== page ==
Towards the end of their report, in the dry, unemotional officialise that must always be the signature style of such pronouncements could nevertheless be found the very essence of representative democracy, the leitmotif of 1000 years of law and custom that developed into government by consent rather than diktat.

6.2 If the proposals are implemented some members of the public may not believe West Sussex County Council is acting in their best interests.

At the meeting one or two voices from different parts of our town claimed that they were speaking on behalf of others when they complained about the parking restrictions. But they could provide no hard evidence to back up their claims. Vague references to “chatting to others” was just not good enough when I could honestly say, as I did, that, on this topic, I was truly representing the views of my neighbours.

Strange to say, I felt highly privileged to convey that message and just briefly felt a bond with all those other people, often nameless, who have spoken up for their fellows in years gone by in Britain and North America.

Or am I over egging the pudding?

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19 June
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Residents Anger At WSCC Proposal To Amend Parking Restrictions On Street Hill, Worth……

I know we should be concerned about Syria, the euro and lots of other problems across the globe. But in reality it’s almost always local issues, literally at street level, that get us fired up…maybe because we can actually get a handle on what is happening and the direct impact.

Hence my post on January 26th 2011 was a cri de coeur – yet incredibly the gods smiled upon me..until a few days ago…

When we drive out of our road, Allyington Way, we almost always turn right into Street Hill because that way leads to the main road (B2036) and the M23 or Crawley.

A few months ago turning right would have been a little more difficult

Now once we have turned right we drive about 150 yds downhill along this road to the T junction at the bottom

Previously we just hoped and prayed we wouldn’t meet another vehicle coming up the hill

It’s quite a busy little hill because it acts as a cut through to avoid traffic on the main road so you can see how pleased the residents of Allyington Way were when West Sussex County Council published a notice saying they were putting down those double yellow lines to ban parking at any time.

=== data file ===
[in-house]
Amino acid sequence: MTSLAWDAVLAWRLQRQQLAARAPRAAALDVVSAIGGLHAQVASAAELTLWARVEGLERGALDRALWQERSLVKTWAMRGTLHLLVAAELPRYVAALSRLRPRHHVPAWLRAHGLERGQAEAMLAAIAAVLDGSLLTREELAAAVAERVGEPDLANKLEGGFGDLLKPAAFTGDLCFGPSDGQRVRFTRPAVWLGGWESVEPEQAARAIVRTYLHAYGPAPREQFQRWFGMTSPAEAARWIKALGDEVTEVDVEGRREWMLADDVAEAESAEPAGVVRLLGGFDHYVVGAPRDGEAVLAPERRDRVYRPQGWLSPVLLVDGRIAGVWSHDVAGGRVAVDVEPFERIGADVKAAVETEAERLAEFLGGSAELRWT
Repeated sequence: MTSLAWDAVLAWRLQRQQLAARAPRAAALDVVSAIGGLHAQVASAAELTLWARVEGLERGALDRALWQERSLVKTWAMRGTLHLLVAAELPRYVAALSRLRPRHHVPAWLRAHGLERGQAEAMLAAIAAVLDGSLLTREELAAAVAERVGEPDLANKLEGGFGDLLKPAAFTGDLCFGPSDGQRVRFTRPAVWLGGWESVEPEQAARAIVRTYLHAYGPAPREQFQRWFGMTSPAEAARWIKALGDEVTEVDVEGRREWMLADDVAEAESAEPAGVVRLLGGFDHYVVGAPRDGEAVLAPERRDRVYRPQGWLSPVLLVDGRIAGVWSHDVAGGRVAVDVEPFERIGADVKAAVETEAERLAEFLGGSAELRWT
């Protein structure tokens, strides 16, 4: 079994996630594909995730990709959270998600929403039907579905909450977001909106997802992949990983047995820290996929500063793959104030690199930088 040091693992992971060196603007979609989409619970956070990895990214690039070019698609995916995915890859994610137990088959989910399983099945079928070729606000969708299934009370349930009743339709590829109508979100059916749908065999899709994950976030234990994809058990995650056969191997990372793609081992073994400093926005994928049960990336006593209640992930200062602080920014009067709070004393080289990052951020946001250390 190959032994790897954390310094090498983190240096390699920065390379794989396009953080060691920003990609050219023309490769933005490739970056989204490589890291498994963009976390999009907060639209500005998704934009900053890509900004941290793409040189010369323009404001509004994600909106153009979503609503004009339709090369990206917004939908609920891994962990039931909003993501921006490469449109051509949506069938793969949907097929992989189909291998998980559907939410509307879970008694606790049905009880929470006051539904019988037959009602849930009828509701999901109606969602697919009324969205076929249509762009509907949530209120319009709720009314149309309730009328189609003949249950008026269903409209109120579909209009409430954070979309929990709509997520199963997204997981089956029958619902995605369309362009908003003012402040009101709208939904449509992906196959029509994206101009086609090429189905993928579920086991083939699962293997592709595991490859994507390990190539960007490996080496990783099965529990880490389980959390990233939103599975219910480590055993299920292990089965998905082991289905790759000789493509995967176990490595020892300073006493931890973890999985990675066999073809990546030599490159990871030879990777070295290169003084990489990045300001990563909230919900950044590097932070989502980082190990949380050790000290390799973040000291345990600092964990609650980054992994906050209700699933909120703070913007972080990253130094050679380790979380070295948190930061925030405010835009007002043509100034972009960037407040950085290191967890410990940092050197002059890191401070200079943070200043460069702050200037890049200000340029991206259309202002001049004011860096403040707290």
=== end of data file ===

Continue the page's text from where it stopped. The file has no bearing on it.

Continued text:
A bit draconian to do that, you might ask?

I don’t think so.

For many years during weekdays only the odd car parked on Street Hill. At weekends church users might fill the road up but rarely for longer than a couple of hours at the most.

The parking problems came with the construction of a nearby industrial estate by the northbound Jct 10A of the M23. Not only did several employees park all day on the hill but it also appeared to be become regularly used as a storage area for vehicles from the car dealership on the estate. Then at other times it was clogged with Sky vans, either from the industrial estate or maybe from meetings at a nearby hotel. The volume of parking often turned the hill during weekdays into a virtual one way street. The double yellow lines have stopped that. Where these vehicles have gone is unclear (a handful still park in the unlined area further up) but they do not appear, on weekdays, to be parking locally.

You can therefore understand why last week we were astonished to receive a notice from West Sussex County Council saying they were going to remove most of the double yellow lines in the first and third pictures above – thus allowing the return of the inconsiderate parking seen in the second and forth pictures.

Straight away we realised that the restoration of the scene in picture 2 would raise serious issues.

Firstly the pedestrian slope onto the pavement on the east side that is just to the north of the entrance to our road would no longer be protected by yellow lines. Since the upper west side of Street Hill has no pavement this means that, as before, pedestrians who need to cross from west to east might well have to squeeze past parked cars and possibly miss that slope completely…hard luck if you are blind, a wheelchair user or have a toddler in a pushchair….or the grass verge is muddy.

Indeed it would really be going against official guidelines because, at present the double yellow lines opposite our road help to reinforce Para 217 of the Highway Code

217: DO NOT park your vehicle or trailer on the road where it would endanger, inconvenience or obstruct pedestrians or other road users. For example, do not stop
• opposite or within 10 metres (32 feet) of a junction, except in an authorised parking space
• where the kerb has been lowered to help wheelchair users

I know that before the lines were painted weekday parking – and some weekend parking – made a mockery of Para 217 yet the WSCC proposals will allow those inconsiderate drivers to inconvenience local residents once again. It just seems odd that WSCC are quite sanguine about this.

I contacted WSCC and our local WSCC elected member, Councillor Richard Burrett, to find out why. It turned out that a number of people living in Saxon Road about 500yds up the hill had claimed that vehicles would move up closer to them during the week and park in and around their road – what they called “displacement parking”.

Fair enough, I suppose. The sensible option would have been to monitor parking for maybe one year to see if that did happen and then make a further judgement on the results. But for some reason there was panic in County Hall and an amended proposal to black out the lines put forward as a “compromise”

This rather cack handed response has made us very unhappy and we are asking ourselves why a so called compromise would actually restore almost everything we had complained about over several years – and why the views of those living further up the hill should carry such weight.

The joke of it is that there is no evidence that on weekdays there has been any “displacement parking” further up the hill and very little at weekends. This is just a big fat nothingburger.

I’m sorry, WSCC, this is simply not good enough. The people of Allyington Way are very unhappy that the residents of another road appear to be able to convince the county council to amend a Traffic Regulation Order by mere speculation rather than systematic monitoring over a twelve month period.